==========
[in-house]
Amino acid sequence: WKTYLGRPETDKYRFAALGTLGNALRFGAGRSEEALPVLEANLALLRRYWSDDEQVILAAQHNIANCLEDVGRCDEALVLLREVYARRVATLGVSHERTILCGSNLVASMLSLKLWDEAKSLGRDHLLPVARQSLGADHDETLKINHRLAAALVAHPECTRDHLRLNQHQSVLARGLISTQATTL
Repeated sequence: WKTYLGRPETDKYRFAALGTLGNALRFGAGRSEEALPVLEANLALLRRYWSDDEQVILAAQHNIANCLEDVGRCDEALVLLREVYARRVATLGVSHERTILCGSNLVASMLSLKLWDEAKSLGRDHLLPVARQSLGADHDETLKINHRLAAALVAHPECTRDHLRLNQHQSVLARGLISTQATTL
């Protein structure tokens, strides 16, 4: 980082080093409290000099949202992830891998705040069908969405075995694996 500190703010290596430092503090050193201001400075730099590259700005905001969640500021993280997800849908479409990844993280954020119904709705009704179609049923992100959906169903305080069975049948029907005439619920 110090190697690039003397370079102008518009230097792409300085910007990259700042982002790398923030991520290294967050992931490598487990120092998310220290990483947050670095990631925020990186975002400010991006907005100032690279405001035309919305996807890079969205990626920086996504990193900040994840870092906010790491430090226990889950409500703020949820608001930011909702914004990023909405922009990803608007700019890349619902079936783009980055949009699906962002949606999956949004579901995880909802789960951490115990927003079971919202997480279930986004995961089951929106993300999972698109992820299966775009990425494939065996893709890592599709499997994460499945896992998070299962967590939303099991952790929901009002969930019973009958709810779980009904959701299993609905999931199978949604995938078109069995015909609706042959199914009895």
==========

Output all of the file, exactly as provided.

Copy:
[in-house]
Amino acid sequence: WKTYLGRPETDKYRFAALGTLGNALRFGAGRSEEALPVLEANLALLRRYWSDDEQVILAAQHNIANCLEDVGRCDEALVLLREVYARRVATLGVSHERTILCGSNLVASMLSLKLWDEAKSLGRDHLLPVARQSLGADHDETLKINHRLAAALVAHPECTRDHLRLNQHQSVLARGLISTQATTL
Repeated sequence: WKTYLGRPETDKYRFAALGTLGNALRFGAGRSEEALPVLEANLALLRRYWSDDEQVILAAQHNIANCLEDVGRCDEALVLLREVYARRVATLGVSHERTILCGSNLVASMLSLKLWDEAKSLGRDHLLPVARQSLGADHDETLKINHRLAAALVAHPECTRDHLRLNQHQSVLARGLISTQATTL
């Protein structure tokens, strides 16, 4: 980082080093409290000099949202992830891998705040069908969405075995694996 500190703010290596430092503090050193201001400075730099590259700005905001969640500021993280997800849908479409990844993280954020119904709705009704179609049923992100959906169903305080069975049948029907005439619920 110090190697690039003397370079102008518009230097792409300085910007990259700042982002790398923030991520290294967050992931490598487990120092998310220290990483947050670095990631925020990186975002400010991006907005100032690279405001035309919305996807890079969205990626920086996504990193900040994840870092906010790491430090226990889950409500703020949820608001930011909702914004990023909405922009990803608007700019890349619902079936783009980055949009699906962002949606999956949004579901995880909802789960951490115990927003079971919202997480279930986004995961089951929106993300999972698109992820299966775009990425494939065996893709890592599709499997994460499945896992998070299962967590939303099991952790929901009002969930019973009958709810779980009904959701299993609905999931199978949604995938078109069995015909609706042959199914009895």